As a child, Ryan Langley took several trips with his grandmother to the site of a historic Augusta artesian well.
The Georgia Military College student now is working toward his Eagle Scout badge, and when it came to choosing a project, the 17-year-old knew just what to pick.
He decided to revitalize Flowing Wells Spring, which is off Wrightsboro Road at Flowing Wells Road.
"She used to come here to get free water," Ryan said of his grandmother, who now lives in Arizona. "Over time, I kind of saw the area getting trashed and neglected. It was just depressing coming to it."
Phase one of the project started Nov. 7 when Ryan and a group of about 35 volunteers spent the day collecting bags of trash, cutting back overgrown foliage and planting flowers and shrubs at the site. Ryan, a senior Boy Scout patrol leader for Troop 15, enlisted help from his troop, family and friends, as well as the Warren Baptist Church College Youth Group.
"He actually loves getting out there and doing the work," said Ryan's mother, Dawn Langley-Brady.
The group also added a sitting area with two concrete benches in addition to bird feeders and bat boxes to help with mosquito control.
Some motorists driving by the area that day stopped and donated about $280 for the project, Ryan said.
Several area businesses offered their support by donating items and their services. They include Wild Birds Unlimited, Green Thumb West Nursery and Garden Center, Daylight Donuts, Stevie B's Pizza, Stallion Tree Professionals, Silas Sanitation and Rent-a-John.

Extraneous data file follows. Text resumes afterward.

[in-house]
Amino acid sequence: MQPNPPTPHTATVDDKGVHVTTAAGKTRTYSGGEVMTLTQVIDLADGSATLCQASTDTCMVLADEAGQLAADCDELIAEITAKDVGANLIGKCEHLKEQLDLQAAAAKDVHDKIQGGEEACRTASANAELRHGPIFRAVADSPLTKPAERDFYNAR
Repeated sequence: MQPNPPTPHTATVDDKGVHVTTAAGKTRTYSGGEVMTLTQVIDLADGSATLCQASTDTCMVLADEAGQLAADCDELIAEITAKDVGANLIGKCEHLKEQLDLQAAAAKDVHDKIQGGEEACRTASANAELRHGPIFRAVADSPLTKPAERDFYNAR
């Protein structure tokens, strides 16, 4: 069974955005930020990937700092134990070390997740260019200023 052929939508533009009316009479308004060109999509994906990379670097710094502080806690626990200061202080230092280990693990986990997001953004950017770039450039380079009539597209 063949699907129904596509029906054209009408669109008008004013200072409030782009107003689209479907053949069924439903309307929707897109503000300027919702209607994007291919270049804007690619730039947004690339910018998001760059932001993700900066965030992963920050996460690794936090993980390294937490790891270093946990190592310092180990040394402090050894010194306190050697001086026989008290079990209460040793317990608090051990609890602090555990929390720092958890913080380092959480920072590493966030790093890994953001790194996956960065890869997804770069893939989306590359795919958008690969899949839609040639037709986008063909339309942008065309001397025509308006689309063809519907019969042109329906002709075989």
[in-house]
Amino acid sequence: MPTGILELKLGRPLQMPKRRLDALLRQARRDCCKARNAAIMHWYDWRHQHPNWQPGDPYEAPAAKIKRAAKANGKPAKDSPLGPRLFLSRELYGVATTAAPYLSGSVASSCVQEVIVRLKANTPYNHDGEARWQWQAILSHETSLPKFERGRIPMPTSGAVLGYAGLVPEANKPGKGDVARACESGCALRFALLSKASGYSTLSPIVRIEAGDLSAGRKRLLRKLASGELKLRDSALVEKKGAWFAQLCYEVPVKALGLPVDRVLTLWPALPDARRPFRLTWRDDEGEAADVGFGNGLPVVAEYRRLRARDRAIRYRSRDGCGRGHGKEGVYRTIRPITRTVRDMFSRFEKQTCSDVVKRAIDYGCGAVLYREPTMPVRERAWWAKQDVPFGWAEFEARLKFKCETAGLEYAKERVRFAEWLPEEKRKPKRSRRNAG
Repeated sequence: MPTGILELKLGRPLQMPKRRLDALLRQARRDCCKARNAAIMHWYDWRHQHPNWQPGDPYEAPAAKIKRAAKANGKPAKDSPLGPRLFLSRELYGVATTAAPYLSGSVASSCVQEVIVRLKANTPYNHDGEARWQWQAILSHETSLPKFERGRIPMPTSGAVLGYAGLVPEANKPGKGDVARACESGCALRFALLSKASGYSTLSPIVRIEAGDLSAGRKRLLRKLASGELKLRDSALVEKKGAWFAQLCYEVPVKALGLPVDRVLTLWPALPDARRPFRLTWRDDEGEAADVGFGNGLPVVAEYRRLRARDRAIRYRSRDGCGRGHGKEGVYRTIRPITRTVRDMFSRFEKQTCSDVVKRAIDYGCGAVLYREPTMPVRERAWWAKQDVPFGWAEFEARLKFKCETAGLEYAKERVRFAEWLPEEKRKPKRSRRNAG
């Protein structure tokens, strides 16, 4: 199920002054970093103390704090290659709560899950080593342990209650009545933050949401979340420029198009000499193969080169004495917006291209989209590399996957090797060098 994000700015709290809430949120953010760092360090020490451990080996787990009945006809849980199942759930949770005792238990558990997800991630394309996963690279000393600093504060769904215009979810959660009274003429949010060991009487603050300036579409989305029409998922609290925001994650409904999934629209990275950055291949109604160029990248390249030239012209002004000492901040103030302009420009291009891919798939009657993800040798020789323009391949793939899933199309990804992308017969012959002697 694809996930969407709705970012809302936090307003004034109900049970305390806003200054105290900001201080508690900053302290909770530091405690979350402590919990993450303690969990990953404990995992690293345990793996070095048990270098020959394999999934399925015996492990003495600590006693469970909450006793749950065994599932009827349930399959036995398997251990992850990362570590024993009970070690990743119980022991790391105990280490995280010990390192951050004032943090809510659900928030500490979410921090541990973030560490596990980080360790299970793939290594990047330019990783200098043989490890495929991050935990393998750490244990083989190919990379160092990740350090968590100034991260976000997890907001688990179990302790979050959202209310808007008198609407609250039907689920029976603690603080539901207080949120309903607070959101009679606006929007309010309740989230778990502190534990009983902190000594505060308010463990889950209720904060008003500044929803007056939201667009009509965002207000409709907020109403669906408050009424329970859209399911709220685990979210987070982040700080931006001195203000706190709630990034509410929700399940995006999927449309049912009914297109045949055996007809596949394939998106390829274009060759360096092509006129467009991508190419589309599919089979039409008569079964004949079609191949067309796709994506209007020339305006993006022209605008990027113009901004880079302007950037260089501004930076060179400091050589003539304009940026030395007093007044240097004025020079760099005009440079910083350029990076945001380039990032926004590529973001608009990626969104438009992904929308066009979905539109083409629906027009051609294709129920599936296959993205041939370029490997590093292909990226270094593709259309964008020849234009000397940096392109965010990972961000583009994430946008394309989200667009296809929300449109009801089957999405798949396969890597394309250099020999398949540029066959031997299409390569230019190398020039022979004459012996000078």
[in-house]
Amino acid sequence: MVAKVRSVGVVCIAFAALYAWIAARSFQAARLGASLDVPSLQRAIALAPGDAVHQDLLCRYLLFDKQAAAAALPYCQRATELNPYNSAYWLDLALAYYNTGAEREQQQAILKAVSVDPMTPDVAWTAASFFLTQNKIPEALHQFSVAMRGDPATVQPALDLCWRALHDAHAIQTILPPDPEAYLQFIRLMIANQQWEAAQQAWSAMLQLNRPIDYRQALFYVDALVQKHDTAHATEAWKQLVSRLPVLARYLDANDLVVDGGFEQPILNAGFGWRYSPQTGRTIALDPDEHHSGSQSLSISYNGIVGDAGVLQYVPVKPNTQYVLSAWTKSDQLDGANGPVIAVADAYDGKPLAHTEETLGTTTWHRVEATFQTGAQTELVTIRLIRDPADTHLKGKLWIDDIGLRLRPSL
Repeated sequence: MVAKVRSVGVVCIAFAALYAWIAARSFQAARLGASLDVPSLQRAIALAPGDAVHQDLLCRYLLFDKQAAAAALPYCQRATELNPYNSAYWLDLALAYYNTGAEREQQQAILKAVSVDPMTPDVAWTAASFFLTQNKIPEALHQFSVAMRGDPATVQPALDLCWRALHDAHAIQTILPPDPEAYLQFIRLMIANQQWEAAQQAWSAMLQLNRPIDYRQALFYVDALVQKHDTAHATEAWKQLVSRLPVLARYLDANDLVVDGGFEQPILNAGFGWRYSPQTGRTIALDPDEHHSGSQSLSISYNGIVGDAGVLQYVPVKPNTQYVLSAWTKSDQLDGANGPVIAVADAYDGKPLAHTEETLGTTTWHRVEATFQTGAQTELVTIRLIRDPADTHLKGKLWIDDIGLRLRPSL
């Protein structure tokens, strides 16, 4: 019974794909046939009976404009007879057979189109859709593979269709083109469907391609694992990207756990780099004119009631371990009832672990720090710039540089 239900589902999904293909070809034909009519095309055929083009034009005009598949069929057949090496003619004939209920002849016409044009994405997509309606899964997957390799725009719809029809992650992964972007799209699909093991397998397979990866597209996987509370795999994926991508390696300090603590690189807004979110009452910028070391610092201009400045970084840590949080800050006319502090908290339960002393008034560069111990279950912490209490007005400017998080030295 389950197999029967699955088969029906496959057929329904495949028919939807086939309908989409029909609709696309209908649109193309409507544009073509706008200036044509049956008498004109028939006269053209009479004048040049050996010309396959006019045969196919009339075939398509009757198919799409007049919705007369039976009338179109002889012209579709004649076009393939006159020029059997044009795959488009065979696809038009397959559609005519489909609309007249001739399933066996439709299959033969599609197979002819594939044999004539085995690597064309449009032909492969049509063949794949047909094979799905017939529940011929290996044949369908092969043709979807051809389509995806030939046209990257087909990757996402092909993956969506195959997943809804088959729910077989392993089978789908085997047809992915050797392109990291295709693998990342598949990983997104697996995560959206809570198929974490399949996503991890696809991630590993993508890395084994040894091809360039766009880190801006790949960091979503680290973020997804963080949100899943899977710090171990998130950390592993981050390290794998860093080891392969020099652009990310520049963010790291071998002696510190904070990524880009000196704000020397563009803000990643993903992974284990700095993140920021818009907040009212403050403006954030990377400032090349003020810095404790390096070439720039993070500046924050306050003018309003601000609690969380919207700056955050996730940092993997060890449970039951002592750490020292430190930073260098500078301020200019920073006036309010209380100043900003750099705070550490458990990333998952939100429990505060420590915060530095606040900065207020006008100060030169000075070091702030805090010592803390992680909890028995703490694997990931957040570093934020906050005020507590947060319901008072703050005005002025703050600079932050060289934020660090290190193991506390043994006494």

The well, which is entrusted to the city of Augusta, was built in the 1930s and provided fresh water to the original Sue Reynolds School. Many area residents continue to visit the site to fill up jugs and bottles with water.
"This particular project is not only the Eagle Scout project, but it has aspects of a conservation project as well," Langley-Brady said.
Water flows out of the well at a rate of 10 gallons per minute, or more than 14,000 gallons per day.
Ryan, who one day hopes to transfer to another school and major in zoology, currently is in phase two of the project, which includes painting the well's roof bright blue and installing a solar-powered light. If funding is possible, he wants to repair the stairs and railing.
An informational plaque is planned for the third phase. Ryan hopes to finish the project by the end of the year.
"Once it's complete, it's going to be safer for people ... and people will feel better about coming here," Ryan said.
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